About the Artist
The subject of Memoirs is love at all its stages in our lives. Experiencing it for the first time. Losing it. Remembering its most painful moments, and also its times of greatest innocence and joy. Yearning for it. Learning from it. Growing as a result of its profound power. Finding it again and being grateful for so great a gift. And, finally, being humbled, filled with wonder and elevated by love's mysterious ways. In that sense and more, Memoirs is a full, immensely satisfying journey.
"Each song is like an intimate conversation or entry in a private diary," Carey says about the album. "A lot of the songs reflect specific, different times in my life. Others were inspired by movies, actual events that happened to me, or the stories of friends who told me about experiences that they've gone through." With just one exception, Carey wrote and produced the entire album in collaboration with The-Dream and Tricky Stewart. The trio clearly shared an inspired sense of what Memoirs should be. Sinuous grooves and instantly memorable melodies flow from track to track, while the wit and intimacy of the lyrics create the feel of one friend talking to another. As well-defined as each song is, Memoirs plays with the beauty and consistency of a classic, start-to-finish album.
"My main goal was to work with people I could collaborate with without it seeming redundant or stale," Carey says. "In my opinion Tricky is one of the most underrated major producers out there right now. I really enjoyed collaborating with him. And I especially liked writing with The-Dream, basically because we both love having fun with lyrics and melodies, and we're also capable of getting more serious on deeper songs. There is a particular sense of freedom I feel when we write together -- even though I make him stay in the studio all night until he is ready to kill me! LOL!"
Memoirs' first single is the hard-hitting "Obsessed," which is accompanied by a video directed by Brett Ratner (the Rush Hour trilogy) in which Carey plays both the glamorous star and her stalker fan. Like the video, the song's lyrics combine devastating putdowns ("Last man on the Earth still couldn't get this") with humor ("See right through you like you're bathin' in Windex"). The no-nonsense "Up Out My Face" captures a similar caustic mood, dismissing a former lover with the send-off, "When I break, I break, boy." "It's a Wrap" delivers a similar message about the end of an affair: "When it's gone, it's gone." "Standing O," with its irresistible chorus, sardonically applauds a faithless ex for his signature achievement: "You played the one that loved you the most." "Betcha Gon' Know" foresees karmic revenge for a wayward lover, but, once again, the clever lyrics ("Oprah Winfrey whole segment for real, for real / 20/20 Barbara Walters for real, for real") encourage a smile amid the pain.
The ballad "H.A.T.E.U.," meanwhile, finds the singer seeing life in the wake of a breakup and longing for the moment when loss and regret transform into a cleansing anger. But the title of the song doesn't necessarily stand for what you think it might. "H.A.T.E.U. is the first song I wrote for the album," Carey says, "and it stands for Having A Typical Emotional Upset."
Always a brilliant technical singer with an extraordinary vocal range, Carey rises to new heights on that track. "I sing a recurring melody in the upper register of my voice; it's not an ad-lib, but an integral part of the song's hook," she says. "That's not something I've done before, and when listening back to it, it reminded me of how Minnie Riperton used her upper register on her hit song `Lovin' You.' I thought how ironic that her song was called `Lovin' You' and my song is called, `H.A.T.E.U.' - and both use that upper `whistle register' as a major part of the melody. So it's sort of an homage to Minnie Riperton, a tribute to her since she has been so influential in my singing style."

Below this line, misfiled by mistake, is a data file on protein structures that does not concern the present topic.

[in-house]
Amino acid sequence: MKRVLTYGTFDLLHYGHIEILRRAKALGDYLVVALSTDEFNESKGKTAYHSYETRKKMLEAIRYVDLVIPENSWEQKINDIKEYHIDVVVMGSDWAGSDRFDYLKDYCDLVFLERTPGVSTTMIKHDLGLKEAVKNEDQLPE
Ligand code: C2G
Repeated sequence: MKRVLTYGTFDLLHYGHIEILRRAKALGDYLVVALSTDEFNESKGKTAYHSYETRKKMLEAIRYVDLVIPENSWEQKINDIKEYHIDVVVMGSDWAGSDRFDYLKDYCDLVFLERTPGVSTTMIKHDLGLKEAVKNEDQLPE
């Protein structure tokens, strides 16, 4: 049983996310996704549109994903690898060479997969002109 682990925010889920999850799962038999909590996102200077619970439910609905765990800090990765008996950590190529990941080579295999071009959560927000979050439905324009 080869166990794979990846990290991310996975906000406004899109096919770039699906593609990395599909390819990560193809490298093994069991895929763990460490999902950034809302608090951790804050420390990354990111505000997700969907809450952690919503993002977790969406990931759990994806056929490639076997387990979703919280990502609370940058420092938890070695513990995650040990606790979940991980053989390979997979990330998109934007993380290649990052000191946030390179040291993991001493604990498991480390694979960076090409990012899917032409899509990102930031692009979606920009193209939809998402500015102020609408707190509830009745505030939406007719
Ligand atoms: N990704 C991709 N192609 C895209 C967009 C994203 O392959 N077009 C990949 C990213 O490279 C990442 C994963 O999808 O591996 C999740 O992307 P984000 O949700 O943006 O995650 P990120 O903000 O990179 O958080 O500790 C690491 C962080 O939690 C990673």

On a tender note, the wistful "Candy Bling" beautifully evokes the blissful realm of young love ("Anklets, name plates that you gave to me/Sweet tarts, ring pops had that candy bling/And you were my world"), while "Inseparable" aches for a love that went wrong for reasons that seem impossible to comprehend. "More Than Just Friends" floats off into a fantasy of what a casual relationship might become ("Permanently paint me in your picture like Picasso/Love me down till I hit the top of my soprano!"). "Ribbon" and "The Impossible" swoon with happiness and thankfulness over redemptive love that has returned to make life rich again. "You did the impossible," Carey sings. "You rescued my love."
Memoirs of an Imperfect Angel ends with a spectacularly powerful gospel rendition of Foreigner's gorgeous ballad, "I Want to Know What Love Is." Carey's voice soars into the heavens as a soul-stirring choir makes it clear that the search for love is the closest that any human being ever gets to the divine.
Which brings us back to the angel of the album's title. "I had written a song called `Imperfect,'" Carey says, "but it didn't make it onto the album. The lyrics of that song address the fact that the world puts so much pressure on us -- especially on women -- to be perfect and look a certain way, and that is impossible because nobody is perfect. Only God is perfect. I know I've tried to be a good person, but I am definitely no angel!"
"But after I put this album together and decided to name it Memoirs of an Imperfect Angel," she concludes, "I remembered that the Minnie Riperton album that contained `Lovin' You' was called Perfect Angel. So I felt in so many ways that it was meant to be."